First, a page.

Beginning Pottery Wheel Techniques

By Johanna Ehrmann ; Updated August 31, 2017
The potter is using a sponge to smooth the top of the bowl

Throwing a pot using a pottery wheel is a sensual, messy, satisfying experience. The elegant pots you see in fine stores are the result of years of experience, but nearly anyone can learn the skills needed to make pieces that can be used and enjoyed.

Center the Clay

Learning how to center the clay is an absolute requirement, and it's a skill that takes a while to master. When you first put the clay on the wheel, slap it down with force and try to get it on the center of the wheel. Before starting the wheel, shape the lump into a cone. Once the clay is on the wheel, roughly centered in a cone, it's time to truly center it. You will wet your hands and the clay and use your full strength. Rest your hands against your thighs to provide stability. You will know the clay is centered when you can wrap your hands around it and it spins smoothly.

Make the Opening

Once the clay is centered, you make the opening. Use your thumb. It's important to keep the thumb as still as possible, or the opening will be lopsided, and you will have to close it up, recenter and try again. To help keep your thumb still, rest that arm against your side and hold the free hand against the working hand. Be careful not to go too deep down, or your piece won't have a bottom. Once you've made the hole, use both hands to widen it. The fingers should be inside the hole and the thumb on the outside.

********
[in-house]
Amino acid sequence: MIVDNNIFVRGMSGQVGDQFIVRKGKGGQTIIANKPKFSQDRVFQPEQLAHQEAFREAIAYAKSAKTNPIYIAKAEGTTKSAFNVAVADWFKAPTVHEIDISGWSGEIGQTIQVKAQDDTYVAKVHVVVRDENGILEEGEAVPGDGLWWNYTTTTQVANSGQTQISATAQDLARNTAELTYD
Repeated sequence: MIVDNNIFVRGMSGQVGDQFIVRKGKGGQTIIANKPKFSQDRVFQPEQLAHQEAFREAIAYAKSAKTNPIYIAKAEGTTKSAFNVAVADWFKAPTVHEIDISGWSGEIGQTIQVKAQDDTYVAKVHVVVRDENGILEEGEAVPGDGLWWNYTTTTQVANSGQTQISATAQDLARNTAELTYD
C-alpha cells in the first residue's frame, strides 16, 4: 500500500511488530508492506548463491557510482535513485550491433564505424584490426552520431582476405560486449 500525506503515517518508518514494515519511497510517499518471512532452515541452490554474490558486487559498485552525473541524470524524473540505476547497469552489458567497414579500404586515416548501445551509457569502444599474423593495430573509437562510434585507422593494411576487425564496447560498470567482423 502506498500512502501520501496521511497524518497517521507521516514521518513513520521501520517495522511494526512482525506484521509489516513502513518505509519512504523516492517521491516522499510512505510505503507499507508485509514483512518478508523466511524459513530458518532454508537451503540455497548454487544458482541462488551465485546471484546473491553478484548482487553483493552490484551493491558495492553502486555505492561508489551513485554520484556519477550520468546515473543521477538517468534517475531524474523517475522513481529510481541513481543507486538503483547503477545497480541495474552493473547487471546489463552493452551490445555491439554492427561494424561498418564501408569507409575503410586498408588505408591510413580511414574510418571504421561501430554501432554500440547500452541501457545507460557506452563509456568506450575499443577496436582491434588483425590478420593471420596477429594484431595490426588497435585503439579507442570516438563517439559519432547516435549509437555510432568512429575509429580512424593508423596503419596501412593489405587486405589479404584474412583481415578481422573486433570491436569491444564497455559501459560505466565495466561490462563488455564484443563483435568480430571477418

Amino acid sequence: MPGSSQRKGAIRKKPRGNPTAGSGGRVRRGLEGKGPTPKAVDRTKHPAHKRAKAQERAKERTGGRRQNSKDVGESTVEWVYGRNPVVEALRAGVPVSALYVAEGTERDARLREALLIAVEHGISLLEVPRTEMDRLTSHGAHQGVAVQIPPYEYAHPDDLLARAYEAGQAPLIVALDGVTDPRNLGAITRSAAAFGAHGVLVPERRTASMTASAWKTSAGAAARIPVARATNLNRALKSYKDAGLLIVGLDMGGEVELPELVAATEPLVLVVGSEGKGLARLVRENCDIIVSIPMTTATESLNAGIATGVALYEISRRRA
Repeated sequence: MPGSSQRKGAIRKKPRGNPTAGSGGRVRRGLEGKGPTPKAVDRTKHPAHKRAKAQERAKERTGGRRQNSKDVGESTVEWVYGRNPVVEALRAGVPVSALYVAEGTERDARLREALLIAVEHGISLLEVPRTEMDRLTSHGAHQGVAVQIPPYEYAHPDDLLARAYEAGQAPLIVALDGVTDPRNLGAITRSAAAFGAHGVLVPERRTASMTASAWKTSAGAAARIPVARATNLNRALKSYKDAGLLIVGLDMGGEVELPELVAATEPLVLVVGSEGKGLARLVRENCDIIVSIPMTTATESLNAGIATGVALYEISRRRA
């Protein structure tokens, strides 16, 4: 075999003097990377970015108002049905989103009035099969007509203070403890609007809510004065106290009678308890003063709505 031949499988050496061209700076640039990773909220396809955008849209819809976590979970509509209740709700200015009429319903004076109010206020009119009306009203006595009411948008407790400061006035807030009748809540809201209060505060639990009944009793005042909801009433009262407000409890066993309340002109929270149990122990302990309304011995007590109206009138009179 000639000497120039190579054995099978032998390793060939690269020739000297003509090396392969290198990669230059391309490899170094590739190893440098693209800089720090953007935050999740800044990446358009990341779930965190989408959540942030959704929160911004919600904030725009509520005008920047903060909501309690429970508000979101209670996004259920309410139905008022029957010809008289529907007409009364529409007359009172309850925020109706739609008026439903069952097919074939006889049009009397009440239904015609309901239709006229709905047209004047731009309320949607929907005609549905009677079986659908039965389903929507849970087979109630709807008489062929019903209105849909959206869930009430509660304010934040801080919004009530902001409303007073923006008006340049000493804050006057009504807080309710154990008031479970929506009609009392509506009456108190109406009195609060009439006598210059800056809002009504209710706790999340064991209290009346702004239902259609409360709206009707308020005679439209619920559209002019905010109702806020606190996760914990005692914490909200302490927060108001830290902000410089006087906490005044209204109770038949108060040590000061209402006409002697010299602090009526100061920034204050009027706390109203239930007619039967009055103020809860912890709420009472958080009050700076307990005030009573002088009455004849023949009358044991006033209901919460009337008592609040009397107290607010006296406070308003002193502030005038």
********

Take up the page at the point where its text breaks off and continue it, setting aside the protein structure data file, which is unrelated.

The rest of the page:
Pull Up the Walls

This should be a gradual process. Trying to pull up too much at once, especially when you are just learning, may cause the wall to sheer off or collapse. Place one hand on the outside and the other on the inside, with the thumb over the top. Rest the hands against one another for stability.

Refine the Base and Top

Once the wall is about 1/4 inch thick all the way up, you should trim the base to match that thickness. If the top is not even, use a needle to level it.

Shape the Piece

Press on the inside of the piece to widen it. Press on the outside to narrow it. Use gentle pressure to avoid a collapse. When the piece is shaped to your satisfaction, slide a wire under the base and set it aside to harden up.

About the Author

Johanna Ehrmann has been a freelance writer, editor and copy editor since 1991. She is the author of four nonfiction books for young readers on César Chávez, origami, dance and the Smithsonian, published by Macmillan/McGraw-Hill, and two fantasy stories, published by Houghton Mifflin. Ehrmann holds a Bachelor of Arts in psychology from Brandeis University.